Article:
Community knowledge and the hidden history of Greenland’s wildfires

25th September 2023

Harold Lovell and Mark Hardiman (University of Portsmouth) travelled to Greenland in September 2023 to conduct workshops and interviews in collaboration with Pelle Tejsner (Ilisimatusarfik/University of Greenland), funded by the United Kingdom & Greenland Arctic Research Bursaries Scheme.

The purpose of our fieldwork was to explore community knowledge of wildfires in the region, which came to international prominence after two unusually large fires in 2017 and 2019 (Figure 1). Our previous work has helped to establish a history of at least 21 fires in western Greenland since 2008 (Gosden et al., 2022: using satellite imagery and news reports in Sermitisiaq, the Greenlandic national newspaper (Figure 1a). However, it is likely our approach missed some fires, and it also fails to capture the impact of such events on the local community. To address this, we held workshops and interviews with key participants in Nuuk and Sisimiut, including members of the fire service, national museum, local residents, and representatives of the tourism industry.

Figure 1. (a) Wildfires in western Greenland identified in Gosden et al. (2023). (b) July to August 2017 fire on Nassuttooq peninsula (image credit: ESA/Pierre Markuse). (b) July to August 2019 fire at Kangerluarsuk Tulleq, near Sisimiut (Image credit: ESA/Pierre Markuse).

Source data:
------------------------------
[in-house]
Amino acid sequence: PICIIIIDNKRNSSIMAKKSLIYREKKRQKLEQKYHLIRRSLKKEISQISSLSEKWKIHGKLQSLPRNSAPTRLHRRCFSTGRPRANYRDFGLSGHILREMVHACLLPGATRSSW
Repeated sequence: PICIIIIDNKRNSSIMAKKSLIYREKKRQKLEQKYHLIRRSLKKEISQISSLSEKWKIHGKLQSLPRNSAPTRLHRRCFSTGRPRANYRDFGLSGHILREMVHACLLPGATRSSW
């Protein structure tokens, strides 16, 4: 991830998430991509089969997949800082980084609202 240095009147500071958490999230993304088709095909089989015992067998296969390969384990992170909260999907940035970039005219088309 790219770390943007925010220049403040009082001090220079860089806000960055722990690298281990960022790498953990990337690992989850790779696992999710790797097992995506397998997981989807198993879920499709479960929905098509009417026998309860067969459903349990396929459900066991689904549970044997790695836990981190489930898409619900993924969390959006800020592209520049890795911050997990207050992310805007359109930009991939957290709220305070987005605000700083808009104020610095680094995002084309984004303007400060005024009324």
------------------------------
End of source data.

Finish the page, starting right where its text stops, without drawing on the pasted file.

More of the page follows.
Through the workshops and interviews, which involved participatory mapping exercises (Figure 2), several landscape fires were identified that we were not previously aware of, including at least two fires in the 1980s. The experience of fires was very strong in Sisimiut, which was close to the large 2019 fire (Figure 1c) and affected badly by smoke for the duration of the nearly two months of burning. Here, the fire service recognised a step-change in fire activity in around 2015, with no wildfires of note to report before this.

Figure 2. Images from the participatory mapping workshops held in Nuuk and Sisimiut

A common theme that emerged was just how dry the landscape was for several summers around this time; local residents recalled swimming in the fjord in just swimming trunks and lake levels being extraordinarily low – in one particular case, too low for the firefighters to use a lake as a water source when fighting a fire. Firefighting was very challenging because of the remote locations, mountainous terrain and sometimes great distance from water sources. The large 2019 fire mostly burned as a ground fire, whereby the peat smouldered beneath the ground. This made conventional firefighting practices of surface water spraying largely ineffective, and a specialist team from Denmark eventually had to be brought in.

It was made clear to us that the fires installed a collective heightened awareness of fire risk when the landscape is very dry, and the experience gained by the fire services when fighting these fires has made them better prepared for such events in the future.

Harold Lovell, Mark Hardiman and Pelle Tejsner


Gosden, B., Lovell, H., & Hardiman, M. (2022). Wildfire incidence in western Kalaallit Nunaat (Greenland) from 1995 to 2020. International Journal of Wildland Fire, 31(11), 1033-1042 (